Analysis of mouse neuroinflammation samples aided by flow cytometry
A new study has highlighted the advantages of using flow cytometry for the analysis of neuroimmune cell populations from mouse models.
Researchers have used flow cytometry strengthen the simultaneous analysis of mouse model neuroimmune cell populations once extraction has been optimised. The study was conducted at the University of Castilla-La Mancha (UCLM), Spain.
According to the researchers, the technical difficulty to isolate microglia, astrocytes and infiltrating immune cells from mouse brains is a limiting factor in the study of neuroinflammation. Brain isolation requirements are cell-type and animal-age dependent, but current brain dissociation procedures are poorly standardised. The team says that this lack of comprehensive studies hampers the selection of optimised methodologies.
So, the researchers compared dissociation methods and Percoll-based separation to identify the most efficient procedure for the combined isolation of healthy microglia, astrocytes and infiltrated leukocytes; distinguishing neonatal and adult mouse brain.
In their study, the team used gentle mechanical dissociation and DNase I incubation, supplemented with papain or collagenase II. Dispase II digestion was also used alone or in combination. A cell separation efficiency of 30 percent and 30 – 70 percent Percoll gradients was compared.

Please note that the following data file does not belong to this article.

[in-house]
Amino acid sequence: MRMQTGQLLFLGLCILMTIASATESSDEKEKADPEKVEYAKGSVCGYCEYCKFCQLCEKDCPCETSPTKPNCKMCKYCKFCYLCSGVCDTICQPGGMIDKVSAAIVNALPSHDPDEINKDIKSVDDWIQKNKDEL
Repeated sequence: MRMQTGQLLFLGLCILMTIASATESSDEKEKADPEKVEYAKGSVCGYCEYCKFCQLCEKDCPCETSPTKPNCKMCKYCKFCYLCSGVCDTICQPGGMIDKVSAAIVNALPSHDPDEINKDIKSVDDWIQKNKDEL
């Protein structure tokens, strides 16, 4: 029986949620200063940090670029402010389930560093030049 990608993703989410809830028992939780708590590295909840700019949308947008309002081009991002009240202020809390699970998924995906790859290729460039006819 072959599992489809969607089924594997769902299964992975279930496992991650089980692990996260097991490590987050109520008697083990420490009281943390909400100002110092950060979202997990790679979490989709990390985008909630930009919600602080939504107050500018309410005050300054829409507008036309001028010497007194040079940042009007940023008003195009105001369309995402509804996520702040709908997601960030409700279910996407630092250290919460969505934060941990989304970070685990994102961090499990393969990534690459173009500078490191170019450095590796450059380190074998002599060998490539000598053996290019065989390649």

The researchers then used flow cytometry to measure cell yield and integrity of freshly dissociated cells. They found that papain digestion in combination with dispase II followed by 30 percent Percoll separation is the most balanced method to obtain a mixture of microglia, astrocytes and infiltrated immune cells, while the addition of dispase II was not an advantage for the neonatal mouse brains.
The team say that these dissociation conditions allowed flow cytometry detection of a slight glial activation triggered by sublethal lipopolysaccharide (LPS) injection.
They conclude that the enzymes and Percoll density gradients tested in their study affected the resting microglia, activated microglia/macrophages, astrocytes and infiltrated lymphocytes differently. They also found that newborn and adult mouse brains showed contrasting reactions to digestion.
The study was published in IBRO Reports.